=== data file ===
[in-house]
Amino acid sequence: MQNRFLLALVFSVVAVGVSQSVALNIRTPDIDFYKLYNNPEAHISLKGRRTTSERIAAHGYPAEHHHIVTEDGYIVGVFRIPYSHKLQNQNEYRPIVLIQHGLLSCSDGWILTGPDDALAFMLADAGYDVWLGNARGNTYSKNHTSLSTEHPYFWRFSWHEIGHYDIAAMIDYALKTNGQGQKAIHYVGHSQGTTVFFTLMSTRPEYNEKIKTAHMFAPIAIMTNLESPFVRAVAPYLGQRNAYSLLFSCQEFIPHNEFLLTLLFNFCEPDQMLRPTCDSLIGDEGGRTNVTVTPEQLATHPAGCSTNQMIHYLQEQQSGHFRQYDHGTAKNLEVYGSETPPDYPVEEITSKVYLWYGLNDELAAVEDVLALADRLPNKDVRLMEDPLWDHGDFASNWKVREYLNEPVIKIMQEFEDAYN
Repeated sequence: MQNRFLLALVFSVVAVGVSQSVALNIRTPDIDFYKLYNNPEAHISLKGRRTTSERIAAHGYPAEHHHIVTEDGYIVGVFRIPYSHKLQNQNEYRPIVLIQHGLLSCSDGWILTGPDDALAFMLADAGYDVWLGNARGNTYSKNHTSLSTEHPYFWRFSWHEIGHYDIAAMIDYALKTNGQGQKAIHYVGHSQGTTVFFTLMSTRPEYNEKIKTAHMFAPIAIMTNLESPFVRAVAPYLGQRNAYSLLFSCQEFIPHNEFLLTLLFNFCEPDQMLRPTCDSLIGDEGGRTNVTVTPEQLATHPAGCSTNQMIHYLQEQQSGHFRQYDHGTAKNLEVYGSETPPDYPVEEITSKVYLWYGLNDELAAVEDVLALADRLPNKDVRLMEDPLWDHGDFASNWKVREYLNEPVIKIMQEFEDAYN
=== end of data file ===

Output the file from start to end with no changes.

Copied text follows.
[in-house]
Amino acid sequence: MQNRFLLALVFSVVAVGVSQSVALNIRTPDIDFYKLYNNPEAHISLKGRRTTSERIAAHGYPAEHHHIVTEDGYIVGVFRIPYSHKLQNQNEYRPIVLIQHGLLSCSDGWILTGPDDALAFMLADAGYDVWLGNARGNTYSKNHTSLSTEHPYFWRFSWHEIGHYDIAAMIDYALKTNGQGQKAIHYVGHSQGTTVFFTLMSTRPEYNEKIKTAHMFAPIAIMTNLESPFVRAVAPYLGQRNAYSLLFSCQEFIPHNEFLLTLLFNFCEPDQMLRPTCDSLIGDEGGRTNVTVTPEQLATHPAGCSTNQMIHYLQEQQSGHFRQYDHGTAKNLEVYGSETPPDYPVEEITSKVYLWYGLNDELAAVEDVLALADRLPNKDVRLMEDPLWDHGDFASNWKVREYLNEPVIKIMQEFEDAYN
Repeated sequence: MQNRFLLALVFSVVAVGVSQSVALNIRTPDIDFYKLYNNPEAHISLKGRRTTSERIAAHGYPAEHHHIVTEDGYIVGVFRIPYSHKLQNQNEYRPIVLIQHGLLSCSDGWILTGPDDALAFMLADAGYDVWLGNARGNTYSKNHTSLSTEHPYFWRFSWHEIGHYDIAAMIDYALKTNGQGQKAIHYVGHSQGTTVFFTLMSTRPEYNEKIKTAHMFAPIAIMTNLESPFVRAVAPYLGQRNAYSLLFSCQEFIPHNEFLLTLLFNFCEPDQMLRPTCDSLIGDEGGRTNVTVTPEQLATHPAGCSTNQMIHYLQEQQSGHFRQYDHGTAKNLEVYGSETPPDYPVEEITSKVYLWYGLNDELAAVEDVLALADRLPNKDVRLMEDPLWDHGDFASNWKVREYLNEPVIKIMQEFEDAYN